Chronicle of the Middle East and North Africa

Pollution in Lebanon Posing Serious Health Risks, Damaging Tourism

pollution in Lebanon garbage in Beirut
Workers start to load garbage bags into trucks from a street in Jdeideh, east Beirut, Lebanon, 19 March 2016. Photo Bilal Hussein

Lebanon stands out for its beautiful nature and the multiplicity of tourist attractions, which include the cedar forests of Bcharee and Tannourine, the Qannoubine Valley, Jeita Grotto, Baalbek Castle, Tyre, Sidon and Jbeil. Small yet diverse, it markets itself as a country where you can ski on snow-capped mountains in the morning and swim in the Mediterranean Sea in the afternoon. The Lebanese Ministry of Tourism seeks to focus on all these distinct features to attract the largest possible number of tourists.

pollution in Lebanon rubbish dump in Sidon
A scavenger sifts through garbage from a rubbish dump on the Sidon seafront in south Lebanon. Photo Ali Hashisho

What this focus carefully overlooks is the environmental pollution that is threatening Lebanon’s natural wealth and harming public health. Analysts believe that the main causes of the worsening pollution problem is the failure of the state and concerned authorities over the past years to find drastic solutions.

The garbage crisis – the uncontrolled dumping of trash – which hit local and international headlines in 2015 played a key role in shedding light on the environmental issues that have become a prime concern of Lebanese citizens.

The ‘You Stink’ campaign launched in response to the crisis, published on its Facebook page a video clip titled ‘Last Warning’. The video, which shows tons of household waste littering roads, river banks and shorelines, highlighted both the extent of the crisis and the government’s failure to resolve it. It is worth mentioning that this particular crisis dates back several years, the result of a lack of clear planning and sound procedures to dispose of waste (both solid and liquid) and garbage.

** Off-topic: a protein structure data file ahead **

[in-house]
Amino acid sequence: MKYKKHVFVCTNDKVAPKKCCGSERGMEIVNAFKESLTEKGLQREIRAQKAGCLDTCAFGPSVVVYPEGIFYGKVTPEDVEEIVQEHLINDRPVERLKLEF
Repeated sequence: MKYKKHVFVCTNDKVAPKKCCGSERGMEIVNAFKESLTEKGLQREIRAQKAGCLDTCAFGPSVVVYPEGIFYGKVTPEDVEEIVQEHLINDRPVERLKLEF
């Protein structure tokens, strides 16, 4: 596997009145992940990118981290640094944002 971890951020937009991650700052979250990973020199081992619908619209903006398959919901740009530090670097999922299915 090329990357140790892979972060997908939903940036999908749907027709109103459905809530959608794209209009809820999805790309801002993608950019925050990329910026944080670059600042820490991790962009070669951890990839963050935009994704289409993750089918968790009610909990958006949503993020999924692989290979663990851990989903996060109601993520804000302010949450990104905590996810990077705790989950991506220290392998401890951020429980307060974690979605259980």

There are two main ways of disposing of garbage and waste in Lebanon. The first is incineration, which results in the emission of toxic gases such as carbon monoxide, the inhalation of which blocks the transfer of oxygen to the brain and the heart, and in extreme cases can lead to death.

Moreover, dioxin released by combustion can seriously affect the nerves and immune system and may cause a number of cancers, while sulphur dioxide may lead to acute asthma attacks.

The second way is landfills, which are often scattered randomly throughout the country. The most recent garbage crisis resulted from the closure of the al-Na’imah Landfill, the biggest in Lebanon, due to the serious health problems experienced by residents living in towns adjacent to the site.

Landfills can also lead to the emission of toxic gases such as carbon dioxide, reducing oxygen levels in the air, and decomposing waste can enter surface and groundwater sources.

In this context, Lebanon’s National Council for Scientific Research issued a statement declaring that ‘during the sandstorm that hit Lebanon and the region on 7 September 2015, which reached a climax on 9-10 September, a research unit sponsored by the council managed to measure air pollution levels in the city of Beirut compared to previous average rates’.

The statement said that pollution increased exponentially such that it exceeded the average rates by nearly 120-fold in particles the diameters of which were not more than 10 micrometres, whereas air pollution in particles with a diameter of 2.5 micrometres per particle exceeded the average rates by six-fold.